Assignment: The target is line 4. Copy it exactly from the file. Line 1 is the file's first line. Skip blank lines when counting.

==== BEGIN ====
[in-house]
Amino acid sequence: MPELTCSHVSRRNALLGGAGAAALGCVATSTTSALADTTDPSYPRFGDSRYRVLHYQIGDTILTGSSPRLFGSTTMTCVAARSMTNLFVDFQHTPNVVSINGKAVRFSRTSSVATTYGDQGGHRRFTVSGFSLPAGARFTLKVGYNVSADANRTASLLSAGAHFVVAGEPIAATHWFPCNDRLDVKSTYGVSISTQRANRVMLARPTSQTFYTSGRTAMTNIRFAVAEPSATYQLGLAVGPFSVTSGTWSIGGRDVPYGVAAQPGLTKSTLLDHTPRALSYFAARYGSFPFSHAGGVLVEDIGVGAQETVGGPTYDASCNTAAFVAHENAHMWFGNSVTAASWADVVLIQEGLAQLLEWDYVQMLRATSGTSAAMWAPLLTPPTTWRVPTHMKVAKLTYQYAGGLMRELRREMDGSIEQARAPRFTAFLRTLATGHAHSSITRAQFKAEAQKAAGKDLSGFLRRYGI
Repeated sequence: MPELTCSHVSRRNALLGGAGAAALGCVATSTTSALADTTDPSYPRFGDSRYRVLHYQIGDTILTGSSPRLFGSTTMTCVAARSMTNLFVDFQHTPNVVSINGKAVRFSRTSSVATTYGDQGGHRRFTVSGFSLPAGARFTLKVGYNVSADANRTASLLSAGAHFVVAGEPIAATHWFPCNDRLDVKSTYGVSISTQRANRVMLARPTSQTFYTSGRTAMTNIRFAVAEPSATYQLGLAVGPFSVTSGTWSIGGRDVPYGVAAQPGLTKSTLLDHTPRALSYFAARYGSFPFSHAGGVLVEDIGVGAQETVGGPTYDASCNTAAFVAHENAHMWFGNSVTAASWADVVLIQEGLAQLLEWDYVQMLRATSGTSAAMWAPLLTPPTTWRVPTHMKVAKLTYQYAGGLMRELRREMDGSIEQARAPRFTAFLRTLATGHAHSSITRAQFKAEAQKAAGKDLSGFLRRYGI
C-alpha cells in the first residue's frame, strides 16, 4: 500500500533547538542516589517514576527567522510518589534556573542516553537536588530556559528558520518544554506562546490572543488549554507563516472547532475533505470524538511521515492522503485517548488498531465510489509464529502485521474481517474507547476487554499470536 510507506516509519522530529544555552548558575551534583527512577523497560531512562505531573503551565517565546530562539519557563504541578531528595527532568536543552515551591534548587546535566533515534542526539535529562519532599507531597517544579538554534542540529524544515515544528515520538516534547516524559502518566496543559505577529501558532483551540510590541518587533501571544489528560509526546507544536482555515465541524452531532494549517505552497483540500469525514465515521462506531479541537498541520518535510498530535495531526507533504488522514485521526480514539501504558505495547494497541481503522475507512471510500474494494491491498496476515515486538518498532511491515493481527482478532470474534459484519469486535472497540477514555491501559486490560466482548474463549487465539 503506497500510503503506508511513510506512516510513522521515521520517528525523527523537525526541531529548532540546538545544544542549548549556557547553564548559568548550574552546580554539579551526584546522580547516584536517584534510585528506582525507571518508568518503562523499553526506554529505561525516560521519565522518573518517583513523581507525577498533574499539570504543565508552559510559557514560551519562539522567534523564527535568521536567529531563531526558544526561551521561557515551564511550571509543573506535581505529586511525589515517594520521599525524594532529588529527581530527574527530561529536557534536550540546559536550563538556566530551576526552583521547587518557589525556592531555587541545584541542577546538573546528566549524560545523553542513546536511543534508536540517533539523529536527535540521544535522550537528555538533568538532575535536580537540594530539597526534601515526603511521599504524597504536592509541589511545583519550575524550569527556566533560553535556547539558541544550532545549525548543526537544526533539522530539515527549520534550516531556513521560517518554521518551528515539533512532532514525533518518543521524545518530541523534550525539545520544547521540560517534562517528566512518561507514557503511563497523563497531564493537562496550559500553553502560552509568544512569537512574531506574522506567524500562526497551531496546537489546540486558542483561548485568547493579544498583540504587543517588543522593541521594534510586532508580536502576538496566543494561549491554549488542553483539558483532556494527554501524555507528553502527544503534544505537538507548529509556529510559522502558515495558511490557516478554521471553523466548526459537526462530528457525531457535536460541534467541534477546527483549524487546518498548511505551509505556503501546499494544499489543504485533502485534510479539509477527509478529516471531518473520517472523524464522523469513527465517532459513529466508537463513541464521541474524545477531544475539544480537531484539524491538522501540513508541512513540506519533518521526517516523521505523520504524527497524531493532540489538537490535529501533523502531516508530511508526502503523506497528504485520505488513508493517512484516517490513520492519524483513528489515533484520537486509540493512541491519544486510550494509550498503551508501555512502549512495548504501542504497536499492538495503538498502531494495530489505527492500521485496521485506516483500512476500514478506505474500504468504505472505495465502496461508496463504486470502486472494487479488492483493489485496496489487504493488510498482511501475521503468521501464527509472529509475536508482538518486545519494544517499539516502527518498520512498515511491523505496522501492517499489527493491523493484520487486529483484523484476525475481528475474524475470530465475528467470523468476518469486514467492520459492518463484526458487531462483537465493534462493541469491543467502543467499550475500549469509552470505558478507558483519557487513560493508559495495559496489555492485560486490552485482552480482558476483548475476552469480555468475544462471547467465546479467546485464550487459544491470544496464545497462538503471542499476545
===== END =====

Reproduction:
C-alpha cells in the first residue's frame, strides 16, 4: 500500500533547538542516589517514576527567522510518589534556573542516553537536588530556559528558520518544554506562546490572543488549554507563516472547532475533505470524538511521515492522503485517548488498531465510489509464529502485521474481517474507547476487554499470536 510507506516509519522530529544555552548558575551534583527512577523497560531512562505531573503551565517565546530562539519557563504541578531528595527532568536543552515551591534548587546535566533515534542526539535529562519532599507531597517544579538554534542540529524544515515544528515520538516534547516524559502518566496543559505577529501558532483551540510590541518587533501571544489528560509526546507544536482555515465541524452531532494549517505552497483540500469525514465515521462506531479541537498541520518535510498530535495531526507533504488522514485521526480514539501504558505495547494497541481503522475507512471510500474494494491491498496476515515486538518498532511491515493481527482478532470474534459484519469486535472497540477514555491501559486490560466482548474463549487465539 503506497500510503503506508511513510506512516510513522521515521520517528525523527523537525526541531529548532540546538545544544542549548549556557547553564548559568548550574552546580554539579551526584546522580547516584536517584534510585528506582525507571518508568518503562523499553526506554529505561525516560521519565522518573518517583513523581507525577498533574499539570504543565508552559510559557514560551519562539522567534523564527535568521536567529531563531526558544526561551521561557515551564511550571509543573506535581505529586511525589515517594520521599525524594532529588529527581530527574527530561529536557534536550540546559536550563538556566530551576526552583521547587518557589525556592531555587541545584541542577546538573546528566549524560545523553542513546536511543534508536540517533539523529536527535540521544535522550537528555538533568538532575535536580537540594530539597526534601515526603511521599504524597504536592509541589511545583519550575524550569527556566533560553535556547539558541544550532545549525548543526537544526533539522530539515527549520534550516531556513521560517518554521518551528515539533512532532514525533518518543521524545518530541523534550525539545520544547521540560517534562517528566512518561507514557503511563497523563497531564493537562496550559500553553502560552509568544512569537512574531506574522506567524500562526497551531496546537489546540486558542483561548485568547493579544498583540504587543517588543522593541521594534510586532508580536502576538496566543494561549491554549488542553483539558483532556494527554501524555507528553502527544503534544505537538507548529509556529510559522502558515495558511490557516478554521471553523466548526459537526462530528457525531457535536460541534467541534477546527483549524487546518498548511505551509505556503501546499494544499489543504485533502485534510479539509477527509478529516471531518473520517472523524464522523469513527465517532459513529466508537463513541464521541474524545477531544475539544480537531484539524491538522501540513508541512513540506519533518521526517516523521505523520504524527497524531493532540489538537490535529501533523502531516508530511508526502503523506497528504485520505488513508493517512484516517490513520492519524483513528489515533484520537486509540493512541491519544486510550494509550498503551508501555512502549512495548504501542504497536499492538495503538498502531494495530489505527492500521485496521485506516483500512476500514478506505474500504468504505472505495465502496461508496463504486470502486472494487479488492483493489485496496489487504493488510498482511501475521503468521501464527509472529509475536508482538518486545519494544517499539516502527518498520512498515511491523505496522501492517499489527493491523493484520487486529483484523484476525475481528475474524475470530465475528467470523468476518469486514467492520459492518463484526458487531462483537465493534462493541469491543467502543467499550475500549469509552470505558478507558483519557487513560493508559495495559496489555492485560486490552485482552480482558476483548475476552469480555468475544462471547467465546479467546485464550487459544491470544496464545497462538503471542499476545